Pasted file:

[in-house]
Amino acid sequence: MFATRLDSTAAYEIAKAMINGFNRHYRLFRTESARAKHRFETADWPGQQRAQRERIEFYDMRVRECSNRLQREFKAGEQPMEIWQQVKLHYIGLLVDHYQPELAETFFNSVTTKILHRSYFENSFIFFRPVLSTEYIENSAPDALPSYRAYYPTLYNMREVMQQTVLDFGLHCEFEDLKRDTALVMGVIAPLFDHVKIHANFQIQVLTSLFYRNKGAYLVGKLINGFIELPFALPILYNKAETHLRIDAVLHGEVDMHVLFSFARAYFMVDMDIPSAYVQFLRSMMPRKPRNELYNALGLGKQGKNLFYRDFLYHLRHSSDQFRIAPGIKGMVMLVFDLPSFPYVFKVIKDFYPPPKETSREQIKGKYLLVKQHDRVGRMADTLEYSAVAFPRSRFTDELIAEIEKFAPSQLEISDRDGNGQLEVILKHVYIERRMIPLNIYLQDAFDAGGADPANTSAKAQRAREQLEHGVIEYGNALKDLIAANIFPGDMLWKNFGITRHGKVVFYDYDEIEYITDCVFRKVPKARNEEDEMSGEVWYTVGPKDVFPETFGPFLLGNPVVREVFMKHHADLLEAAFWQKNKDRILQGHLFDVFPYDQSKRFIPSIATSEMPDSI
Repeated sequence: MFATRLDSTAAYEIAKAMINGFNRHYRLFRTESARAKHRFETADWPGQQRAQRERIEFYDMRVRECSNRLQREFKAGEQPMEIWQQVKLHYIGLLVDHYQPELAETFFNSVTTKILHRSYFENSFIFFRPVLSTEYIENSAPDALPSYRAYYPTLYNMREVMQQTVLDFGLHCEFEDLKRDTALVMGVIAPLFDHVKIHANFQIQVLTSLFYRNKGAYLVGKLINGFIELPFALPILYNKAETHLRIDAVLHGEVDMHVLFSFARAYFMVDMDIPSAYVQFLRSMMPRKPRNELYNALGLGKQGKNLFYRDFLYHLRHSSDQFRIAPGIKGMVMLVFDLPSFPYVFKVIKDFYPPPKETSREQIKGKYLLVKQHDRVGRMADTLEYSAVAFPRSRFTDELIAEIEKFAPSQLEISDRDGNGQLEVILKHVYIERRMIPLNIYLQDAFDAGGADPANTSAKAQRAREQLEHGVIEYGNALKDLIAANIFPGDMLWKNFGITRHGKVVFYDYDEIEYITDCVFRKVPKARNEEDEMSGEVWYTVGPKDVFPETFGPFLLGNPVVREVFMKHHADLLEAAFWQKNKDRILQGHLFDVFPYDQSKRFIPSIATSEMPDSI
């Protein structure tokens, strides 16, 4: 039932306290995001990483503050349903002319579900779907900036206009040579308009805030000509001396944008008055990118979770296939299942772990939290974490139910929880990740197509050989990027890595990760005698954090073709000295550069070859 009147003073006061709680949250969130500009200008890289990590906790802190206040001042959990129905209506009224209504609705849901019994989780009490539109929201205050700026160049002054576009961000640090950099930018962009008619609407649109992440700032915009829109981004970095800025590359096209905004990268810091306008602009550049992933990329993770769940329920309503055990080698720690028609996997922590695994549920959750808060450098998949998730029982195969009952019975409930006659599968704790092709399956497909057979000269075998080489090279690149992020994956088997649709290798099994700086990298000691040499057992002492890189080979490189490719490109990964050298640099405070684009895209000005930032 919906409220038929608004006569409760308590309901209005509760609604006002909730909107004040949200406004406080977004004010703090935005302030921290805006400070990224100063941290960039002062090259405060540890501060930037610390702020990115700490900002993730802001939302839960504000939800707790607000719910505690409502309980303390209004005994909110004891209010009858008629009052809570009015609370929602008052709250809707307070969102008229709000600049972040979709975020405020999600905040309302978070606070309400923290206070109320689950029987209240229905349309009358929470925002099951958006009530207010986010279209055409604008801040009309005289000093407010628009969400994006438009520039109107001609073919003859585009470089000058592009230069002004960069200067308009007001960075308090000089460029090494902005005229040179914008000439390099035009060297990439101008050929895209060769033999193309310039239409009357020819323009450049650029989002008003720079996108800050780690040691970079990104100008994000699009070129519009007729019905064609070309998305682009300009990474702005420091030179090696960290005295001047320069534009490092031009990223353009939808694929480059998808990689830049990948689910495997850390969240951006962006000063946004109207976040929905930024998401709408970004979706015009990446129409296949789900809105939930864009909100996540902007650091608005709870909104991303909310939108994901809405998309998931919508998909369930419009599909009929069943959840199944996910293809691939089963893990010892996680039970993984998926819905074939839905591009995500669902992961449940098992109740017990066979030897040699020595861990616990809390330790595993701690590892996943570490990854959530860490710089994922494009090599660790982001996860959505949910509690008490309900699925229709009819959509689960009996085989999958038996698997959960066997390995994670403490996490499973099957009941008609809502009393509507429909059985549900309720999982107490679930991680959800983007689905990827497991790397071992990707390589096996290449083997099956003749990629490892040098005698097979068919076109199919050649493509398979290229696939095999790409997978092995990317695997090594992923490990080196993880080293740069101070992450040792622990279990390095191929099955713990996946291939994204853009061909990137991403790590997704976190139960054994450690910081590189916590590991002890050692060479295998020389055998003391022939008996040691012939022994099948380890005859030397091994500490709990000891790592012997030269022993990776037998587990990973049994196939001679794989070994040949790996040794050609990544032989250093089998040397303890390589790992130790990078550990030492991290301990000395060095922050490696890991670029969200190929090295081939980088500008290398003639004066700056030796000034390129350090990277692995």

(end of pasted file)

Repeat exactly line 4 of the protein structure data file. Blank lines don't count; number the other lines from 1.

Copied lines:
């Protein structure tokens, strides 16, 4: 039932306290995001990483503050349903002319579900779907900036206009040579308009805030000509001396944008008055990118979770296939299942772990939290974490139910929880990740197509050989990027890595990760005698954090073709000295550069070859 009147003073006061709680949250969130500009200008890289990590906790802190206040001042959990129905209506009224209504609705849901019994989780009490539109929201205050700026160049002054576009961000640090950099930018962009008619609407649109992440700032915009829109981004970095800025590359096209905004990268810091306008602009550049992933990329993770769940329920309503055990080698720690028609996997922590695994549920959750808060450098998949998730029982195969009952019975409930006659599968704790092709399956497909057979000269075998080489090279690149992020994956088997649709290798099994700086990298000691040499057992002492890189080979490189490719490109990964050298640099405070684009895209000005930032 919906409220038929608004006569409760308590309901209005509760609604006002909730909107004040949200406004406080977004004010703090935005302030921290805006400070990224100063941290960039002062090259405060540890501060930037610390702020990115700490900002993730802001939302839960504000939800707790607000719910505690409502309980303390209004005994909110004891209010009858008629009052809570009015609370929602008052709250809707307070969102008229709000600049972040979709975020405020999600905040309302978070606070309400923290206070109320689950029987209240229905349309009358929470925002099951958006009530207010986010279209055409604008801040009309005289000093407010628009969400994006438009520039109107001609073919003859585009470089000058592009230069002004960069200067308009007001960075308090000089460029090494902005005229040179914008000439390099035009060297990439101008050929895209060769033999193309310039239409009357020819323009450049650029989002008003720079996108800050780690040691970079990104100008994000699009070129519009007729019905064609070309998305682009300009990474702005420091030179090696960290005295001047320069534009490092031009990223353009939808694929480059998808990689830049990948689910495997850390969240951006962006000063946004109207976040929905930024998401709408970004979706015009990446129409296949789900809105939930864009909100996540902007650091608005709870909104991303909310939108994901809405998309998931919508998909369930419009599909009929069943959840199944996910293809691939089963893990010892996680039970993984998926819905074939839905591009995500669902992961449940098992109740017990066979030897040699020595861990616990809390330790595993701690590892996943570490990854959530860490710089994922494009090599660790982001996860959505949910509690008490309900699925229709009819959509689960009996085989999958038996698997959960066997390995994670403490996490499973099957009941008609809502009393509507429909059985549900309720999982107490679930991680959800983007689905990827497991790397071992990707390589096996290449083997099956003749990629490892040098005698097979068919076109199919050649493509398979290229696939095999790409997978092995990317695997090594992923490990080196993880080293740069101070992450040792622990279990390095191929099955713990996946291939994204853009061909990137991403790590997704976190139960054994450690910081590189916590590991002890050692060479295998020389055998003391022939008996040691012939022994099948380890005859030397091994500490709990000891790592012997030269022993990776037998587990990973049994196939001679794989070994040949790996040794050609990544032989250093089998040397303890390589790992130790990078550990030492991290301990000395060095922050490696890991670029969200190929090295081939980088500008290398003639004066700056030796000034390129350090990277692995």